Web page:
The Golden Age of Musical Satire

PUBLISHED: 09:54 16 January 2012 | UPDATED: 20:54 20 February 2013

The Golden Age of Musical Satire

The Golden Age of Musical Satire

From the trenches to recession – the comic songs that have got us through

The Golden Age of Musical Satire

From the trenches to recession the comic songs that have got us through

It has often been the case that when the human spirit is suffering the greatest adversity it has turned to wit and humour to survive. It is no coincidence then that the best comedy and satiricalsongs were born during periods of the worst hardship.

The British soldiers of World War One were renowned for their wit and sense of humour, spontaneously rewriting popular songs of the time like Its a Long Way to Tipperary and My Bonnie with their own, darkly comic and bawdy lyrics. The depression period of the 1930s brought forward the great comic lyricists like Noel Coward and Cole Porter. George Formby, with his banjolele became the highest paid entertainer in this country through his suggestive songs such as My Little Stick of Blackpool Rock and When Im Cleaning Windows. In the United States, the great entertainer Eddie Cantor was lauded for customizing songs such as Makin Whoopee taking the lyrics to a higher, even more suggestive, level.

After World War Two, constantly fearful of a nuclear holocaust, the darkly satirical songs of people like Tom Lehrer and Randy Newman came to the fore. Lehrer who claimed Princess Margaret as a fan, was an academic and attracted an educated following whose repertoire included We Will All Go Together When We Go a spirited and energetic song that extols the virtues of a nuclear holocaust by the fact that funerals will be a thing of the past - as we will all be dead, there will be nobody left to grieve.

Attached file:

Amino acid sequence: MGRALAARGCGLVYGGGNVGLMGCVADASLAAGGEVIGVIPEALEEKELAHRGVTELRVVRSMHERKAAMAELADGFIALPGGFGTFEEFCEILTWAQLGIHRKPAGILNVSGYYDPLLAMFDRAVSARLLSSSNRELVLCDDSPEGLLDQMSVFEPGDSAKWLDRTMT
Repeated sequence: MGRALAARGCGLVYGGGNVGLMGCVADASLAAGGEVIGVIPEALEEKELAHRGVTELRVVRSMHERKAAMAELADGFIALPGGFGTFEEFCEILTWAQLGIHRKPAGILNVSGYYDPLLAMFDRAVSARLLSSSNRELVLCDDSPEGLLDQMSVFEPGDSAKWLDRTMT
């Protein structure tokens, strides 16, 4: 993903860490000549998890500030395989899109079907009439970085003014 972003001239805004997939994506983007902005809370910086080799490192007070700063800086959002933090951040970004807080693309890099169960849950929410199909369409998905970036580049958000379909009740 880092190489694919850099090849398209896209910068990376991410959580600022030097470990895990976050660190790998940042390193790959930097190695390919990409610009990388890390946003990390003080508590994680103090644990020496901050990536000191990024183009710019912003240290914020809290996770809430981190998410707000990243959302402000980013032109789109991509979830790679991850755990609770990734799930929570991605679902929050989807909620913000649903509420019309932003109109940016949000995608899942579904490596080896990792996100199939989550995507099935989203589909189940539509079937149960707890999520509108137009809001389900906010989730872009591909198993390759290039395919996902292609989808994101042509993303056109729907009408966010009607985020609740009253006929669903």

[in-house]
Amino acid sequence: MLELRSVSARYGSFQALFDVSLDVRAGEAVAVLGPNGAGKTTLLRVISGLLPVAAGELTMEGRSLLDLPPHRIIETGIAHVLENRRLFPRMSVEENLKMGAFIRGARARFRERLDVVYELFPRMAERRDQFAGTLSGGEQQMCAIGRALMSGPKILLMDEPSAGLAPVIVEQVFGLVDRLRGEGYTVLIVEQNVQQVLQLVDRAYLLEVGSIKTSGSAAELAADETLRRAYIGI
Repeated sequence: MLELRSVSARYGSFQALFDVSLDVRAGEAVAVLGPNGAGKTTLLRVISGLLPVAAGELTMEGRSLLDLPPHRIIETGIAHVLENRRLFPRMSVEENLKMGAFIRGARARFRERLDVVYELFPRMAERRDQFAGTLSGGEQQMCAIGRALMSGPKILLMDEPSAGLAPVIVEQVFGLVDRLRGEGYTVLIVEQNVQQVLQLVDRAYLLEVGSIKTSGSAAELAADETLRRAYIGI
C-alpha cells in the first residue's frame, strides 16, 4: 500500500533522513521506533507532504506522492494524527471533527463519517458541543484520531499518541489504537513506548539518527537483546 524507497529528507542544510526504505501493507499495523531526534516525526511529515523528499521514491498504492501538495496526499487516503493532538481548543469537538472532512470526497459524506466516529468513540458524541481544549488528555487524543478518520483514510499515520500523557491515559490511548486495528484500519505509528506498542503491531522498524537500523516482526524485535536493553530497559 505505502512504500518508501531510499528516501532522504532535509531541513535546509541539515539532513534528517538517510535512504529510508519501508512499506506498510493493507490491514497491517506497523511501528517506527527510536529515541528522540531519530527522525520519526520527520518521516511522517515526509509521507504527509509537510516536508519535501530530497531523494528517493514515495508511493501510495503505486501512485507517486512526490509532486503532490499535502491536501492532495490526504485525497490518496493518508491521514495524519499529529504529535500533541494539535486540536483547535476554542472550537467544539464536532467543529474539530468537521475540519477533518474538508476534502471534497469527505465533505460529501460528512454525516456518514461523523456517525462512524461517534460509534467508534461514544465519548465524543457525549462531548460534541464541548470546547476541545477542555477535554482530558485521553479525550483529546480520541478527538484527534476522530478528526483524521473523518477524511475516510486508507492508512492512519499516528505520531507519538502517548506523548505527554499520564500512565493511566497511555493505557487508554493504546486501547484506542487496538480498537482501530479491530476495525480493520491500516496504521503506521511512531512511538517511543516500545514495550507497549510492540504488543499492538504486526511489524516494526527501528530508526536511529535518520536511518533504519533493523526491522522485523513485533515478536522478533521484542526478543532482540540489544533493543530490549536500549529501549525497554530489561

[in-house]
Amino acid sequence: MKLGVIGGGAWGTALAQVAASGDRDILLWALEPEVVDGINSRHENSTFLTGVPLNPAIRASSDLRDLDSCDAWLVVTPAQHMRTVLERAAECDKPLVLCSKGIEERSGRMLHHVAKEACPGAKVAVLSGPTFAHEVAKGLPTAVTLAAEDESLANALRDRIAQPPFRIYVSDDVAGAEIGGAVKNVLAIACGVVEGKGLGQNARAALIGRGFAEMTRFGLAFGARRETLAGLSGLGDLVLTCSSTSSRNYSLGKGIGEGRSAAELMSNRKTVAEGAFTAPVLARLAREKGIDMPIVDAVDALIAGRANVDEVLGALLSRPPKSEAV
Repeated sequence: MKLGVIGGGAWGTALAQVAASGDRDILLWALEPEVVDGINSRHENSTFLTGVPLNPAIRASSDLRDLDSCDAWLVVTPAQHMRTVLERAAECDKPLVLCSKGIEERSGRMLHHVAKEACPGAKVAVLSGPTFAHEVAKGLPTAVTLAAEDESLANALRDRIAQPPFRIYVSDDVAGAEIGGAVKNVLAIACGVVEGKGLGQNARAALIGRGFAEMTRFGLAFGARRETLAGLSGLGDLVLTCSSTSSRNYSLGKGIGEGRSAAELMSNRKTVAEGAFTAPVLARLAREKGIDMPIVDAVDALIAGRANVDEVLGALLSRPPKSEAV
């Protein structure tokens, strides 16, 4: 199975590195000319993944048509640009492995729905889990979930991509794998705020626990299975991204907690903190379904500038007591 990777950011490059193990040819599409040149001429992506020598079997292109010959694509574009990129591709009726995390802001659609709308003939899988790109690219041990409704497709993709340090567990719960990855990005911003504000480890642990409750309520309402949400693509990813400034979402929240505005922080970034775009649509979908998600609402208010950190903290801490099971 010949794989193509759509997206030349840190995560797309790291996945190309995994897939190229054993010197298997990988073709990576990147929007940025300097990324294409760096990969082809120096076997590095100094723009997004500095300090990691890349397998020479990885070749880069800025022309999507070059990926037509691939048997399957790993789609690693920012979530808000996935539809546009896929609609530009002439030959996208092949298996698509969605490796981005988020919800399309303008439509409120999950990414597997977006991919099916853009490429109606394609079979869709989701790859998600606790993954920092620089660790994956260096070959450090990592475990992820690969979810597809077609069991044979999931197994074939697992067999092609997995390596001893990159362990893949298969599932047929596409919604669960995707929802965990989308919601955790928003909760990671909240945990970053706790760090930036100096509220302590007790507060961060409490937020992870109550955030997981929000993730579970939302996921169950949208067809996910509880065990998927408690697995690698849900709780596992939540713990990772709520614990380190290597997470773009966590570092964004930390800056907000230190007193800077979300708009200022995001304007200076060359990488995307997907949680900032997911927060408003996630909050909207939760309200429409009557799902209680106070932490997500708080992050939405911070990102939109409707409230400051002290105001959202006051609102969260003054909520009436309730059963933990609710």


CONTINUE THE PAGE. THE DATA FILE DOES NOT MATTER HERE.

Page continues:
The more popularist comedy singers and lyricists took a gentler and more accessible stance in the 1960s. Allan Shermans Hello Muddah, Hello Faddah, Bernard Cribbins Right Said Fred and practically the whole repertoire of Flanders and Swann signified the healthy economic conditions of the decade with light-hearted ballads that are still as humorous and harmless today as they were half a century ago.

In the interim years we have enjoyed the songwriting talents of the Monty Python team, Victoria Wood, Billy Connolly and Weird Al Yankovic. Even that legendary comedian with the rubbery face Phil Cool has turned his hand, to great acclaim, to satirical songwriting.

But now, as we are facing the worst economic misery in living memory, where are the comedic songsmiths? Who is there to raise our spirits through the medium of music?

Dynamically versatile entertainer, Peter Gill (The Jerry Lee Lewis Story, Let The Good Times Roll, An Evening with the humour of Bob Newhart & Tom Lehrer, Talbot House) returns to the nations stages in a one-man-and-his-piano show dedicated to those songs, performers and composers that have sought to make us laugh over the last century or so. A 90-minute performance of pure enjoyment that veers from the darkly comic to the inanely silly to the frankly hilarious. If there is a remedy for the depression we are all feeling, it is this feel-good show and doctors that arent prescribing tickets yet, surely will be soon!

The Golden Age of Musical Satire will be at The Cheltenham Playhouse on Saturday 18 February. Box Office: 01242

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